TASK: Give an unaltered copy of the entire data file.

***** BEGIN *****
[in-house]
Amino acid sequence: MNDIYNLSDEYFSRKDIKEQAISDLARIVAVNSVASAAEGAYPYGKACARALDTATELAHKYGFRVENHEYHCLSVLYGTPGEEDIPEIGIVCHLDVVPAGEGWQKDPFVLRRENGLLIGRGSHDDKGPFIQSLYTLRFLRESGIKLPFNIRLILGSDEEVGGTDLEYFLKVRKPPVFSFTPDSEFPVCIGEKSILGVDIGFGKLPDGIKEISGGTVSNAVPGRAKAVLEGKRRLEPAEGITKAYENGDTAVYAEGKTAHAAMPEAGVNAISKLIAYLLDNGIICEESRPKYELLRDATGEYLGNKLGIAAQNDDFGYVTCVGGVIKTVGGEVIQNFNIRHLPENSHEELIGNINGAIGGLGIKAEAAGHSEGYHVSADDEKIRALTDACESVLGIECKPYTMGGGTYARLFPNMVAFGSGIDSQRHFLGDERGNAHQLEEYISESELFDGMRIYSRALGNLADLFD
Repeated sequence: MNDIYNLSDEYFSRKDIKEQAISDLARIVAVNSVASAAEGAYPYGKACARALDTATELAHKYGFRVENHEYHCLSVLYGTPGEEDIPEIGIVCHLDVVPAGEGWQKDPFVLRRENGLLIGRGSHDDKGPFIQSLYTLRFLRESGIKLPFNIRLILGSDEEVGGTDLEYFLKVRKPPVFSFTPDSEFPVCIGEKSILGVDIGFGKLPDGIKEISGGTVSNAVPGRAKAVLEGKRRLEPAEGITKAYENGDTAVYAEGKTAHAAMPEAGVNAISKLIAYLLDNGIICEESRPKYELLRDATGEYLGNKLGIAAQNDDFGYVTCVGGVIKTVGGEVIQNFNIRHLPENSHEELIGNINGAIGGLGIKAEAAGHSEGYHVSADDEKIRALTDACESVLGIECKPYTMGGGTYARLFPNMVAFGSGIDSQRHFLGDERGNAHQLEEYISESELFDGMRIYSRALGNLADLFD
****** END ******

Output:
[in-house]
Amino acid sequence: MNDIYNLSDEYFSRKDIKEQAISDLARIVAVNSVASAAEGAYPYGKACARALDTATELAHKYGFRVENHEYHCLSVLYGTPGEEDIPEIGIVCHLDVVPAGEGWQKDPFVLRRENGLLIGRGSHDDKGPFIQSLYTLRFLRESGIKLPFNIRLILGSDEEVGGTDLEYFLKVRKPPVFSFTPDSEFPVCIGEKSILGVDIGFGKLPDGIKEISGGTVSNAVPGRAKAVLEGKRRLEPAEGITKAYENGDTAVYAEGKTAHAAMPEAGVNAISKLIAYLLDNGIICEESRPKYELLRDATGEYLGNKLGIAAQNDDFGYVTCVGGVIKTVGGEVIQNFNIRHLPENSHEELIGNINGAIGGLGIKAEAAGHSEGYHVSADDEKIRALTDACESVLGIECKPYTMGGGTYARLFPNMVAFGSGIDSQRHFLGDERGNAHQLEEYISESELFDGMRIYSRALGNLADLFD
Repeated sequence: MNDIYNLSDEYFSRKDIKEQAISDLARIVAVNSVASAAEGAYPYGKACARALDTATELAHKYGFRVENHEYHCLSVLYGTPGEEDIPEIGIVCHLDVVPAGEGWQKDPFVLRRENGLLIGRGSHDDKGPFIQSLYTLRFLRESGIKLPFNIRLILGSDEEVGGTDLEYFLKVRKPPVFSFTPDSEFPVCIGEKSILGVDIGFGKLPDGIKEISGGTVSNAVPGRAKAVLEGKRRLEPAEGITKAYENGDTAVYAEGKTAHAAMPEAGVNAISKLIAYLLDNGIICEESRPKYELLRDATGEYLGNKLGIAAQNDDFGYVTCVGGVIKTVGGEVIQNFNIRHLPENSHEELIGNINGAIGGLGIKAEAAGHSEGYHVSADDEKIRALTDACESVLGIECKPYTMGGGTYARLFPNMVAFGSGIDSQRHFLGDERGNAHQLEEYISESELFDGMRIYSRALGNLADLFD